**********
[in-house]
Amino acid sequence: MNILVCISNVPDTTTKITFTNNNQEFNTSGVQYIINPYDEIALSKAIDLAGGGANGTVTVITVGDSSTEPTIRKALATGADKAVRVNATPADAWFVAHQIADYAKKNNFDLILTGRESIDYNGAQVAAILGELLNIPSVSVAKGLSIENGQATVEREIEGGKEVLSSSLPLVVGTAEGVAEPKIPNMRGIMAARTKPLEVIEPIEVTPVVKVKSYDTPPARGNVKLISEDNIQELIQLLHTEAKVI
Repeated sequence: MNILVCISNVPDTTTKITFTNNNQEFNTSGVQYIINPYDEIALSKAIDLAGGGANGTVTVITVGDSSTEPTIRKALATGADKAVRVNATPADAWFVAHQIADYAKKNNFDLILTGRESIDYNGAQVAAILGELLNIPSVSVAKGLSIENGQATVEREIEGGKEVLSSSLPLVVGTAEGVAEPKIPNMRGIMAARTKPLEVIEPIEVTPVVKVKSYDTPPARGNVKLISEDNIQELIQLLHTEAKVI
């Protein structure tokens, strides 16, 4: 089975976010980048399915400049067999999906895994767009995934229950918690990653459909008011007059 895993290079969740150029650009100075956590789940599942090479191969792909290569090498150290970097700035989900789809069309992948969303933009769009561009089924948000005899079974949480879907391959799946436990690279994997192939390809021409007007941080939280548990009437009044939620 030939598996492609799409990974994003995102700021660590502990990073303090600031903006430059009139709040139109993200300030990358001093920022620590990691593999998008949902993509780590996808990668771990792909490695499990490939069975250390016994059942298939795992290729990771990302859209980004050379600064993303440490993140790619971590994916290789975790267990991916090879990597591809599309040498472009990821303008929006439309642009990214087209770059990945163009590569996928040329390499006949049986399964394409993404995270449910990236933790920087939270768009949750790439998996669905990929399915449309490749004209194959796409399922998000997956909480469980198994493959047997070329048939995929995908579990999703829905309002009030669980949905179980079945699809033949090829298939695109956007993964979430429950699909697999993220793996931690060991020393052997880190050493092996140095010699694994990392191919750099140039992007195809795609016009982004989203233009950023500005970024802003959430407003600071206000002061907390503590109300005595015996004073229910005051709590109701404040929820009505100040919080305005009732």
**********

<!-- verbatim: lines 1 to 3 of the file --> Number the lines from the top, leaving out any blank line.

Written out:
[in-house]
Amino acid sequence: MNILVCISNVPDTTTKITFTNNNQEFNTSGVQYIINPYDEIALSKAIDLAGGGANGTVTVITVGDSSTEPTIRKALATGADKAVRVNATPADAWFVAHQIADYAKKNNFDLILTGRESIDYNGAQVAAILGELLNIPSVSVAKGLSIENGQATVEREIEGGKEVLSSSLPLVVGTAEGVAEPKIPNMRGIMAARTKPLEVIEPIEVTPVVKVKSYDTPPARGNVKLISEDNIQELIQLLHTEAKVI
Repeated sequence: MNILVCISNVPDTTTKITFTNNNQEFNTSGVQYIINPYDEIALSKAIDLAGGGANGTVTVITVGDSSTEPTIRKALATGADKAVRVNATPADAWFVAHQIADYAKKNNFDLILTGRESIDYNGAQVAAILGELLNIPSVSVAKGLSIENGQATVEREIEGGKEVLSSSLPLVVGTAEGVAEPKIPNMRGIMAARTKPLEVIEPIEVTPVVKVKSYDTPPARGNVKLISEDNIQELIQLLHTEAKVI